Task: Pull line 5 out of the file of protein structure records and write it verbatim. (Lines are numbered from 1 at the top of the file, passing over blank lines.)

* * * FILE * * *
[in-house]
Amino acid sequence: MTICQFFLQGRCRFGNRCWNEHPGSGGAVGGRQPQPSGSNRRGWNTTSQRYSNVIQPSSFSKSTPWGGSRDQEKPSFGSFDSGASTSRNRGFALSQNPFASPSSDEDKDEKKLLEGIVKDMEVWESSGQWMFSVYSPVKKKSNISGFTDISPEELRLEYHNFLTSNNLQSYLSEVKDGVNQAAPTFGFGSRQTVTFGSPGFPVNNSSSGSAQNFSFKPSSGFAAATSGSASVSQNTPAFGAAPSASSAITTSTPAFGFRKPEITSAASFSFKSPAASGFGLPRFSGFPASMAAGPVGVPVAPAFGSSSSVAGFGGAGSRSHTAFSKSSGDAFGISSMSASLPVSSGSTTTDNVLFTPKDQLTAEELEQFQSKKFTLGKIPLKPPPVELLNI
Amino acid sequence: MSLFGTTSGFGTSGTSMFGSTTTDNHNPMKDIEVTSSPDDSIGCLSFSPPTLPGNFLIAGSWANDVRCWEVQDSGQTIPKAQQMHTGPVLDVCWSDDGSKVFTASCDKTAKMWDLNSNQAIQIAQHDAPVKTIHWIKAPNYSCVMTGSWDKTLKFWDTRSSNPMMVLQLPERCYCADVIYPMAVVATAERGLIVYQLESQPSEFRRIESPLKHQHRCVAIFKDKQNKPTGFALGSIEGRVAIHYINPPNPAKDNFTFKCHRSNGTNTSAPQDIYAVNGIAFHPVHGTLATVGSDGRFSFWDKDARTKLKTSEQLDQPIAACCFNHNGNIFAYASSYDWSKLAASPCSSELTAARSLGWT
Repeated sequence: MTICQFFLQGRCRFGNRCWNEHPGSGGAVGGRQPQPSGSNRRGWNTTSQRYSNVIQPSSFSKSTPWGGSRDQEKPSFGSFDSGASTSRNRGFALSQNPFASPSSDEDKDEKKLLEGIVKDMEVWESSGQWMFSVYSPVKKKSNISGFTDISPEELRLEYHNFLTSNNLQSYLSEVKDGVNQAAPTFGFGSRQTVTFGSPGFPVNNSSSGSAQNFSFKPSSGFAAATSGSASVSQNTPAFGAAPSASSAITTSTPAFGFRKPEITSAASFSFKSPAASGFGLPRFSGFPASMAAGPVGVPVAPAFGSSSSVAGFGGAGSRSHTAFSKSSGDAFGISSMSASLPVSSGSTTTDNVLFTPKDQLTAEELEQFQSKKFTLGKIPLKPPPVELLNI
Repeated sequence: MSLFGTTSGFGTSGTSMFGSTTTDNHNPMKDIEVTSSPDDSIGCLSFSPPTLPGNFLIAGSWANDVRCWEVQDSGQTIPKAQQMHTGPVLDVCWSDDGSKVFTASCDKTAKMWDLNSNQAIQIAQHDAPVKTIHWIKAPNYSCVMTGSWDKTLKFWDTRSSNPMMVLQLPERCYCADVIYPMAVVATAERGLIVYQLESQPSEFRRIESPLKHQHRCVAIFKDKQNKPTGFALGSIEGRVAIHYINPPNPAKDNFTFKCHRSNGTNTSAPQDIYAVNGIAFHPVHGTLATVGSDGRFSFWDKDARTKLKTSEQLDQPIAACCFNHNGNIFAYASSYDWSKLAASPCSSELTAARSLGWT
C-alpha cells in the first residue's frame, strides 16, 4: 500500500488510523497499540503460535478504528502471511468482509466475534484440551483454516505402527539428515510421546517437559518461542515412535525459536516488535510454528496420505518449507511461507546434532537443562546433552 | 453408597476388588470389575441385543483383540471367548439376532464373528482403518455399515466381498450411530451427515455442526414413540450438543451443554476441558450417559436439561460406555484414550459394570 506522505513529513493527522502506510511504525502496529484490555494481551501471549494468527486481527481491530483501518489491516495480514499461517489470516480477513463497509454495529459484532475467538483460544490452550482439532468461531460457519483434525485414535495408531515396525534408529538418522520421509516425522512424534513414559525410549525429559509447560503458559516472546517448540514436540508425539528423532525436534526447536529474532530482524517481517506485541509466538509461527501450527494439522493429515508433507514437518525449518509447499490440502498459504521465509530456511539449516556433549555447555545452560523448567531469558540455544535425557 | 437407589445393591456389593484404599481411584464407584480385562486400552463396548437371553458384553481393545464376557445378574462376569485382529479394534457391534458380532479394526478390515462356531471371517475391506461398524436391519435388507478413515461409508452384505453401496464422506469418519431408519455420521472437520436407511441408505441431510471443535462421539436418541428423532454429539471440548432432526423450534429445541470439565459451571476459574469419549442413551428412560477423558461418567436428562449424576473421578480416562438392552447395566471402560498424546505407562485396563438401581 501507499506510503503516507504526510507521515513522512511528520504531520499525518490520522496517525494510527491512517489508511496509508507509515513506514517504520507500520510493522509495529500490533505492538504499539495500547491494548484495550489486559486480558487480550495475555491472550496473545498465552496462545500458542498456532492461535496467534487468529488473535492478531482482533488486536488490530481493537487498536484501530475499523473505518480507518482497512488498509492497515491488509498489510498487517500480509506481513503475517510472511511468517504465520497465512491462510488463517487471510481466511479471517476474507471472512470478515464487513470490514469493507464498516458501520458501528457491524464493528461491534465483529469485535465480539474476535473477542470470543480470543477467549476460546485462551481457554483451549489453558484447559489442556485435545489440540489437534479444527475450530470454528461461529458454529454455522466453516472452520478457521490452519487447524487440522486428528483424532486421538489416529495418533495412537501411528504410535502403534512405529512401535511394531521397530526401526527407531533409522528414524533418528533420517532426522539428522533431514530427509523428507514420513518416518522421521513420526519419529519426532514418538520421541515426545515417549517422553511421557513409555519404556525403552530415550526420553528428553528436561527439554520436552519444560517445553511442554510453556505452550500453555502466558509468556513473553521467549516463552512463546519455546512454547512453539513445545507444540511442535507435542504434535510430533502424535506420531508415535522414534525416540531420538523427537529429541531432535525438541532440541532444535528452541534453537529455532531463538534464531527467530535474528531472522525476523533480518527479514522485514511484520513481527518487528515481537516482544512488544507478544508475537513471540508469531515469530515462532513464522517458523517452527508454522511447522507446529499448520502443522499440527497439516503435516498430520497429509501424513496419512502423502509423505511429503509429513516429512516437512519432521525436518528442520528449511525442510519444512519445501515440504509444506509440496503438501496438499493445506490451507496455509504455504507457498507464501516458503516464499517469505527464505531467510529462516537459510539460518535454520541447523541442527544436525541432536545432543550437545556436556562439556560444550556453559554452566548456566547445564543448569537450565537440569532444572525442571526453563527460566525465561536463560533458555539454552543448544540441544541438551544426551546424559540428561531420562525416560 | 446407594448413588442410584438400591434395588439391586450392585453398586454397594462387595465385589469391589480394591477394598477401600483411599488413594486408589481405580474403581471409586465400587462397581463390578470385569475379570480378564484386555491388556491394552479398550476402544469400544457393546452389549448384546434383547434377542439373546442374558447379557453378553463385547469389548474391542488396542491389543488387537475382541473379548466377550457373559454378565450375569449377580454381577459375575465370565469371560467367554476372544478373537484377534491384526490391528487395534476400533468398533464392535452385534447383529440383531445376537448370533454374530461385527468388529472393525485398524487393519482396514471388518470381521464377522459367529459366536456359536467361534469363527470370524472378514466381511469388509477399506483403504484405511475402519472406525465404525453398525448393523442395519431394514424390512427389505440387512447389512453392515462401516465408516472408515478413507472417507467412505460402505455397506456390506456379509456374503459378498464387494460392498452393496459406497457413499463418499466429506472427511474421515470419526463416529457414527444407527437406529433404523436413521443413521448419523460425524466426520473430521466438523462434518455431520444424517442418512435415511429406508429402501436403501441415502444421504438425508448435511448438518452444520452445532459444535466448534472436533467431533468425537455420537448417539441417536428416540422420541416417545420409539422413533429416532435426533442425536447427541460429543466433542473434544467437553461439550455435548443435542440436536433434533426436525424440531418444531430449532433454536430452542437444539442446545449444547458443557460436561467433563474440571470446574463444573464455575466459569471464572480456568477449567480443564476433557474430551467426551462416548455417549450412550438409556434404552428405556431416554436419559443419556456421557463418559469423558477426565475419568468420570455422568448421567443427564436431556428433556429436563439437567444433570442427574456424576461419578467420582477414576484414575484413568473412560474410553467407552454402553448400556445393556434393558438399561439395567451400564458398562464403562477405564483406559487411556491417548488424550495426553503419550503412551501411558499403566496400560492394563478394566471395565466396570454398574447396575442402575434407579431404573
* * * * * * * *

Repeated sequence: MSLFGTTSGFGTSGTSMFGSTTTDNHNPMKDIEVTSSPDDSIGCLSFSPPTLPGNFLIAGSWANDVRCWEVQDSGQTIPKAQQMHTGPVLDVCWSDDGSKVFTASCDKTAKMWDLNSNQAIQIAQHDAPVKTIHWIKAPNYSCVMTGSWDKTLKFWDTRSSNPMMVLQLPERCYCADVIYPMAVVATAERGLIVYQLESQPSEFRRIESPLKHQHRCVAIFKDKQNKPTGFALGSIEGRVAIHYINPPNPAKDNFTFKCHRSNGTNTSAPQDIYAVNGIAFHPVHGTLATVGSDGRFSFWDKDARTKLKTSEQLDQPIAACCFNHNGNIFAYASSYDWSKLAASPCSSELTAARSLGWT